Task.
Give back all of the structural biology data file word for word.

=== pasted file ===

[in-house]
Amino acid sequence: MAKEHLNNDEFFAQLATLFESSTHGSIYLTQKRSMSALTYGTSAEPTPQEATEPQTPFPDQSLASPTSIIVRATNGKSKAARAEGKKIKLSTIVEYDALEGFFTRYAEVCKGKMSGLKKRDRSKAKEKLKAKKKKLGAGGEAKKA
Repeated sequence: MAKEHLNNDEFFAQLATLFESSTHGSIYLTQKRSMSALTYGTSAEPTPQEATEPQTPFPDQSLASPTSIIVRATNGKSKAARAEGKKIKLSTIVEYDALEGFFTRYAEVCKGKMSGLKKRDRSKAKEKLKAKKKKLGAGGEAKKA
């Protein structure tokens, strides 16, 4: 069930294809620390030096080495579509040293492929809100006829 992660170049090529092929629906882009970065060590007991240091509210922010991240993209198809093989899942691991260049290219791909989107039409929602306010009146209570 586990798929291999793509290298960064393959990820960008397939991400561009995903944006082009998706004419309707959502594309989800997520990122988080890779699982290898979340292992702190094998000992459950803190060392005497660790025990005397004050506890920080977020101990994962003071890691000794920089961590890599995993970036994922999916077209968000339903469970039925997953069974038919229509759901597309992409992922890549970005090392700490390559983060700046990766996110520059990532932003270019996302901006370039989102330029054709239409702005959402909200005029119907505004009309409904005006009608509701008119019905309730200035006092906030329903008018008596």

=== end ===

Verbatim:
[in-house]
Amino acid sequence: MAKEHLNNDEFFAQLATLFESSTHGSIYLTQKRSMSALTYGTSAEPTPQEATEPQTPFPDQSLASPTSIIVRATNGKSKAARAEGKKIKLSTIVEYDALEGFFTRYAEVCKGKMSGLKKRDRSKAKEKLKAKKKKLGAGGEAKKA
Repeated sequence: MAKEHLNNDEFFAQLATLFESSTHGSIYLTQKRSMSALTYGTSAEPTPQEATEPQTPFPDQSLASPTSIIVRATNGKSKAARAEGKKIKLSTIVEYDALEGFFTRYAEVCKGKMSGLKKRDRSKAKEKLKAKKKKLGAGGEAKKA
């Protein structure tokens, strides 16, 4: 069930294809620390030096080495579509040293492929809100006829 992660170049090529092929629906882009970065060590007991240091509210922010991240993209198809093989899942691991260049290219791909989107039409929602306010009146209570 586990798929291999793509290298960064393959990820960008397939991400561009995903944006082009998706004419309707959502594309989800997520990122988080890779699982290898979340292992702190094998000992459950803190060392005497660790025990005397004050506890920080977020101990994962003071890691000794920089961590890599995993970036994922999916077209968000339903469970039925997953069974038919229509759901597309992409992922890549970005090392700490390559983060700046990766996110520059990532932003270019996302901006370039989102330029054709239409702005959402909200005029119907505004009309409904005006009608509701008119019905309730200035006092906030329903008018008596």